Barry Stumbo, Chief Development Officer
Mrs. Milly Ann Stewart is a remarkable person, who has been a powerful and influential leader for historic preservation in Kentucky for over five decades. Mrs. Stewart was recently selected by the Kentucky Heritage Council for the Ida Lee Willis Memorial Award, Kentucky’s most distinguished celebration of historic preservation excellence.
During her acceptance speech at the award ceremony, Mrs. Stewart spoke passionately about many historic sites and projects she has supported over the years, and one of those projects is the Campaign for Shaker Village . Mrs. Stewart later remarked, “The reason I’m so impressed with Shaker Village is because it’s a major entity of our history. It was so important to the early settlers and the Shakers were so innovative, and their agricultural practices were ahead of their time.”
She added, “Their craftsmanship and furniture were outstanding and their work benefited the entire community. The whole village was remarkable for its time and expresses the way of life they lived which was so different from the fast-pace world today.”
Mrs. Stewart served on the Kentucky Heritage Council under Governor Julian Carroll and Governor John Y. Brown from 1975-83. During Governor Carroll’s administration she chaired the Mansion Restoration Committee, and in that role she raised the money necessary to refurbish the Governor’s Mansion at a time when the legislature chose not to fund the project. She went on to raise money for the restoration of Kentucky’s Old State Capitol as well as the state’s History Center and the Barstow House, next door. In Lexington she was a major supporter of Henry Clay Estate, Ashland, and the John Hunt Morgan House and Frankfort’s Liberty Hall. There are so many other preservation projects she has touched throughout the years that space doesn’t allow us to name them all!
Barbara Hulette, Mrs. Stewart’s longtime friend and fellow preservationist said, “Milly has made such a tremendous impact on historic preservation in Kentucky, and she does it quietly with style and grace. She doesn’t seek recognition for her accomplishments. She does it because she wants to preserve Kentucky’s rich heritage for generations to come.”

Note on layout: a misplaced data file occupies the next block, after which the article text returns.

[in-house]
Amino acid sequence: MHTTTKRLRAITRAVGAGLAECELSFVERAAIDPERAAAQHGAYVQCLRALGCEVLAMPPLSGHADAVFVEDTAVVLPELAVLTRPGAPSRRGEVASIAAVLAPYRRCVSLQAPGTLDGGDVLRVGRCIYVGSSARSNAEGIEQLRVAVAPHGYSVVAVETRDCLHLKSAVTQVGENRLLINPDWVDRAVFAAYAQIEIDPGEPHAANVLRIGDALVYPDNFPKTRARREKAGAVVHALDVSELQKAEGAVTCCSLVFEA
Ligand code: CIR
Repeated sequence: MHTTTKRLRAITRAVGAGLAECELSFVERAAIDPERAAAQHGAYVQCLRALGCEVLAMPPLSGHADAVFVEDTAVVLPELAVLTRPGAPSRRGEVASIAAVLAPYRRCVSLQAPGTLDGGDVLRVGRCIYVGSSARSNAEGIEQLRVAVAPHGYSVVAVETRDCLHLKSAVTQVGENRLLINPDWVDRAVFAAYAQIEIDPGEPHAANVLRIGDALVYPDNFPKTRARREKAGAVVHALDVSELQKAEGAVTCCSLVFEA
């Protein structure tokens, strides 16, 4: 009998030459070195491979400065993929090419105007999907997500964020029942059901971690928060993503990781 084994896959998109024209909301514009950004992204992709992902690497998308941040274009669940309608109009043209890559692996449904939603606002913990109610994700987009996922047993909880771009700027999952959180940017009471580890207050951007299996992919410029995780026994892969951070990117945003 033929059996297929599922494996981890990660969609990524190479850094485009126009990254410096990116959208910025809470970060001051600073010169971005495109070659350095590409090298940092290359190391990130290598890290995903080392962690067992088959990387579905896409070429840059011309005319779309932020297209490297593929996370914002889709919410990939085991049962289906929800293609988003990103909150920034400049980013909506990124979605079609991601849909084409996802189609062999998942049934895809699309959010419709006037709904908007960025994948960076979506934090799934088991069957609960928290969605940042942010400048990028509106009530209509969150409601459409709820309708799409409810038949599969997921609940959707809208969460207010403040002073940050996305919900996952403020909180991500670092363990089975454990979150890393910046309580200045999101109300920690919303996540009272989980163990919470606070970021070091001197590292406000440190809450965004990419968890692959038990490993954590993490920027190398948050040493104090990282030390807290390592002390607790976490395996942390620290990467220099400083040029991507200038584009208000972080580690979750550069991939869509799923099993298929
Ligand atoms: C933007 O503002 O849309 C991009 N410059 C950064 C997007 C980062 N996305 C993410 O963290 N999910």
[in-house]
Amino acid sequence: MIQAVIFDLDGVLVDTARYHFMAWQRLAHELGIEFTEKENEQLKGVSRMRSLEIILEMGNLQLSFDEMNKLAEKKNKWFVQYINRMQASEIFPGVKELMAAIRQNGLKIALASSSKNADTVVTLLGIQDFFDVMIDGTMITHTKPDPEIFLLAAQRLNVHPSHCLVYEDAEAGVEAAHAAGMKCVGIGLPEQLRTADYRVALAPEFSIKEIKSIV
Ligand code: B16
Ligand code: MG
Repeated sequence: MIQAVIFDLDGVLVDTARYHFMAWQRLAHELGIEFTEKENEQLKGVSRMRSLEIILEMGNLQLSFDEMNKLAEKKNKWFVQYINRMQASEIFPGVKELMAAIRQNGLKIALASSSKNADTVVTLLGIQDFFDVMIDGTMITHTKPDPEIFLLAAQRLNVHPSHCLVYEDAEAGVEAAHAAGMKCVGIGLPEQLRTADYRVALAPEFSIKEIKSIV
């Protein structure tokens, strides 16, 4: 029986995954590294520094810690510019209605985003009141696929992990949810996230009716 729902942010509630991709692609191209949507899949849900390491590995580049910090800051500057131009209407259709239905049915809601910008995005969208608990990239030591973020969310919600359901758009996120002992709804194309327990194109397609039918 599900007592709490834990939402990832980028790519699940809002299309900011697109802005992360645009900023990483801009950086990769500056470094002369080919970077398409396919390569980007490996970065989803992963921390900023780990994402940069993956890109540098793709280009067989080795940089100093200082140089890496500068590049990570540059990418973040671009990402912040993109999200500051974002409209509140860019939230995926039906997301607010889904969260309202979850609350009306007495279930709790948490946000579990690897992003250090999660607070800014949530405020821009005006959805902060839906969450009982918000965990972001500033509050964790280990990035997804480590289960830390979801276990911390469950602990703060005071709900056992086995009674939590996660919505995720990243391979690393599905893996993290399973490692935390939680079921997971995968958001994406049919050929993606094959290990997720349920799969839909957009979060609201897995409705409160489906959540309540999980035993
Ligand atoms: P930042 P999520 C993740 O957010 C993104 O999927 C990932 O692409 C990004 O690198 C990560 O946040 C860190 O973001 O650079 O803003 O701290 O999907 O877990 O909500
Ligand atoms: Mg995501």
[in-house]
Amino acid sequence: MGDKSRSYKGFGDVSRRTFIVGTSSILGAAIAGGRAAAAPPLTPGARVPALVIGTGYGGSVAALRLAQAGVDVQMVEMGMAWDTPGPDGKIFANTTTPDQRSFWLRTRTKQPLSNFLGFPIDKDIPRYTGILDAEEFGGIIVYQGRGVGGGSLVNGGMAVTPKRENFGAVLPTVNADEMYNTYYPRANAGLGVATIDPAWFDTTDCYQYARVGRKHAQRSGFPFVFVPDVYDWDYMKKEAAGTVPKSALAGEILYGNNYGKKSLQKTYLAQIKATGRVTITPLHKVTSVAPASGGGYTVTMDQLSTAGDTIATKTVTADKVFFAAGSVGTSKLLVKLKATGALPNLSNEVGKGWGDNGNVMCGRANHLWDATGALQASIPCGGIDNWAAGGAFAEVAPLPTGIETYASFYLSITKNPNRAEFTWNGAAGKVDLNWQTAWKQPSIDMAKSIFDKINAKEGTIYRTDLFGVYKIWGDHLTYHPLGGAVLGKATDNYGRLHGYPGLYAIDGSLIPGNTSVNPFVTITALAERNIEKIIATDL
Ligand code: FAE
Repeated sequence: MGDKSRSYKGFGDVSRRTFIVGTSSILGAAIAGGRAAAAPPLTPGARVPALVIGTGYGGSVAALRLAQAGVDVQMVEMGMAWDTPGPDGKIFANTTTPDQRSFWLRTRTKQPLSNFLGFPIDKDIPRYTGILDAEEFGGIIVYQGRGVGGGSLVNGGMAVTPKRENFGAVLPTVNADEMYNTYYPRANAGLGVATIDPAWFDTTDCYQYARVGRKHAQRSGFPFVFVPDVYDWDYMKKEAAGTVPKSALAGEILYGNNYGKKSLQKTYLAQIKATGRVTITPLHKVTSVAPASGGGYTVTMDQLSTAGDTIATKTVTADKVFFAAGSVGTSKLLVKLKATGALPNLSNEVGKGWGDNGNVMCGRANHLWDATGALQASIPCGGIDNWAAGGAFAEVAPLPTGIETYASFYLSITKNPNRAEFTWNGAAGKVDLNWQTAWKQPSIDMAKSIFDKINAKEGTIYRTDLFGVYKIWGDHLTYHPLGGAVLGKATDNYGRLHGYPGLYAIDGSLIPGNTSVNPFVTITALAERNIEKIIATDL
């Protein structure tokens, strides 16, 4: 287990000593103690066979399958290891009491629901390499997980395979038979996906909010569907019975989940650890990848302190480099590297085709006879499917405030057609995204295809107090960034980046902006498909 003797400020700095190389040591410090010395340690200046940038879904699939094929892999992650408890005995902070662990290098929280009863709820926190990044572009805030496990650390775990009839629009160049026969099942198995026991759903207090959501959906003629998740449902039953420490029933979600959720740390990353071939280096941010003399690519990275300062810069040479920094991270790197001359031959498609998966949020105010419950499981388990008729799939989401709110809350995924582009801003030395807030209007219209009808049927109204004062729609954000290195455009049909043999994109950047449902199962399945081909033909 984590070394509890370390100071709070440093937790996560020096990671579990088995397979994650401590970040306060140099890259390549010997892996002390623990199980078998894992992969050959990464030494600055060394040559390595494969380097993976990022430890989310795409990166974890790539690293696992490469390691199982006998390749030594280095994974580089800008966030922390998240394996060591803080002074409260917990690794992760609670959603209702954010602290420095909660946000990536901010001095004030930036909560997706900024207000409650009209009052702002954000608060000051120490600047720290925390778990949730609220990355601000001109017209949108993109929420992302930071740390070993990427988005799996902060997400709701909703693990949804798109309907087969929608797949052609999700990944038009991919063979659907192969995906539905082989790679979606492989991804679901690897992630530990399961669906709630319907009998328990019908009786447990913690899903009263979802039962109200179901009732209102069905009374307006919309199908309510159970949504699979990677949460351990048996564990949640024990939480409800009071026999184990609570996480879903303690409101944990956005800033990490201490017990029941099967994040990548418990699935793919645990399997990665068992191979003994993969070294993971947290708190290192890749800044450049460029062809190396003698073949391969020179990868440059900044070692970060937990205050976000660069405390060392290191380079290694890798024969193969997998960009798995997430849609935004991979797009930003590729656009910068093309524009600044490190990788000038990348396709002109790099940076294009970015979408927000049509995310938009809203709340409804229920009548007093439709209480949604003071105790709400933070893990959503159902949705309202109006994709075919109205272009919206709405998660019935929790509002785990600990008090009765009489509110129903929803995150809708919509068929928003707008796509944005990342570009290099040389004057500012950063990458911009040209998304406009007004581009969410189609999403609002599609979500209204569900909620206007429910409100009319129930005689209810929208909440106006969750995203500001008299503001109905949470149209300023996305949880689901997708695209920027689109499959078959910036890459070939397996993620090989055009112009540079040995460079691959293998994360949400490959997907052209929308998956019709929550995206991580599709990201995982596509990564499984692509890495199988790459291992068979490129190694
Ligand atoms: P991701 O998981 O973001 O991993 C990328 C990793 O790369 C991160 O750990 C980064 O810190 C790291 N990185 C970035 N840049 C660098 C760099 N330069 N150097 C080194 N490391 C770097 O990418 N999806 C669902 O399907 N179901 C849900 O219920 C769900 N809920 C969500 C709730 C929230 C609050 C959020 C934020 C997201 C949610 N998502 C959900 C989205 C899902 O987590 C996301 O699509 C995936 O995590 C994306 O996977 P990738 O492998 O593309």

Mrs. Stewart was also responsible for getting the entire Stewart Home & School (formerly the historic Kentucky Military Institute) on the National Register of Historic Places. A fore runner of its time as a community and school for individuals with intellectual disabilities, the Stewart Home & School of Frankfort was established in 1893 by John Q. A. Stewart, M.D. and has been continuously operated by the Stewart family for over 125 years. For 58 years the late John P. Stewart II, M. D. led the school along with other members of the family, and dedicated son-in-law Barry Banker. The fifth generation of the Stewart family are very involved today with Mrs. Stewart’s son, John D. Stewart II, M. D., stepping into his father’s shoes and working alongside Barry Banker.
Mrs. Stewart has four children John, Jean Ann, Charles and Cathy. Cathy is a former Board of Trustee at Shaker Village. She also has seven grandchildren and four great-grandchildren.
Mrs. Stewart recently said “Preserving this national treasure is so important for future generations. That’s why I feel so strongly about Shaker Village!”
Shaker Village and so many other organizations are grateful for what she has accomplished. She is truly a Kentucky treasure!